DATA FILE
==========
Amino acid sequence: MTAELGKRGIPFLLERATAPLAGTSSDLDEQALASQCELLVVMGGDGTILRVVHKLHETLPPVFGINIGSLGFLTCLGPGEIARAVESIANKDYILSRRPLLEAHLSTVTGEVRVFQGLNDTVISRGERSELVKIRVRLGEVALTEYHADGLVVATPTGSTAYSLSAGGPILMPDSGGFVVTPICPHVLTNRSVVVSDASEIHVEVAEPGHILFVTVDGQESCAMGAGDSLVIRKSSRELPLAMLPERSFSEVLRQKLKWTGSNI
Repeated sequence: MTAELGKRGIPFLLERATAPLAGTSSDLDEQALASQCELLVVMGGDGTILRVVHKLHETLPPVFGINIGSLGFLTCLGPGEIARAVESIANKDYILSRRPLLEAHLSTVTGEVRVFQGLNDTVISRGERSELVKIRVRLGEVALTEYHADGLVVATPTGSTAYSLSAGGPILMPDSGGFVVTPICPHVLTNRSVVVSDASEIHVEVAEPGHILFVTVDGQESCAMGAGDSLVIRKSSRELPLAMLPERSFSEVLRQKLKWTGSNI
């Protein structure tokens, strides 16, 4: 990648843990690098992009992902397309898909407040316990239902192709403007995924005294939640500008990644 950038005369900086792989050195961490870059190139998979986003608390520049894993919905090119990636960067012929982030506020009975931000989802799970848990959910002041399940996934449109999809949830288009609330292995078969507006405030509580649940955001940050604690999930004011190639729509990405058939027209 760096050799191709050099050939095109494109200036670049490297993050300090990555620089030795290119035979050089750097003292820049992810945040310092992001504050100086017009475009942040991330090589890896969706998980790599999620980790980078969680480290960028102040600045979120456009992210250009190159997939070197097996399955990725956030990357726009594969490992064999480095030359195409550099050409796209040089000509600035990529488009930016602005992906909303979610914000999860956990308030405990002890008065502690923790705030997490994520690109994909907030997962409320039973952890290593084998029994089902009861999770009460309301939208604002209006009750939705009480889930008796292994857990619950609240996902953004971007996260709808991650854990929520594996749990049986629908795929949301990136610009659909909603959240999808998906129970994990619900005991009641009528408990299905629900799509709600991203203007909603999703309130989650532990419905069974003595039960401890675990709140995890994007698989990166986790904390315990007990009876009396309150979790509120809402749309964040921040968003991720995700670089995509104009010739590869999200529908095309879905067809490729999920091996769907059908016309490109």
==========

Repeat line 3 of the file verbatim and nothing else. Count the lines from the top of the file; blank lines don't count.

């Protein structure tokens, strides 16, 4: 990648843990690098992009992902397309898909407040316990239902192709403007995924005294939640500008990644 950038005369900086792989050195961490870059190139998979986003608390520049894993919905090119990636960067012929982030506020009975931000989802799970848990959910002041399940996934449109999809949830288009609330292995078969507006405030509580649940955001940050604690999930004011190639729509990405058939027209 760096050799191709050099050939095109494109200036670049490297993050300090990555620089030795290119035979050089750097003292820049992810945040310092992001504050100086017009475009942040991330090589890896969706998980790599999620980790980078969680480290960028102040600045979120456009992210250009190159997939070197097996399955990725956030990357726009594969490992064999480095030359195409550099050409796209040089000509600035990529488009930016602005992906909303979610914000999860956990308030405990002890008065502690923790705030997490994520690109994909907030997962409320039973952890290593084998029994089902009861999770009460309301939208604002209006009750939705009480889930008796292994857990619950609240996902953004971007996260709808991650854990929520594996749990049986629908795929949301990136610009659909909603959240999808998906129970994990619900005991009641009528408990299905629900799509709600991203203007909603999703309130989650532990419905069974003595039960401890675990709140995890994007698989990166986790904390315990007990009876009396309150979790509120809402749309964040921040968003991720995700670089995509104009010739590869999200529908095309879905067809490729999920091996769907059908016309490109």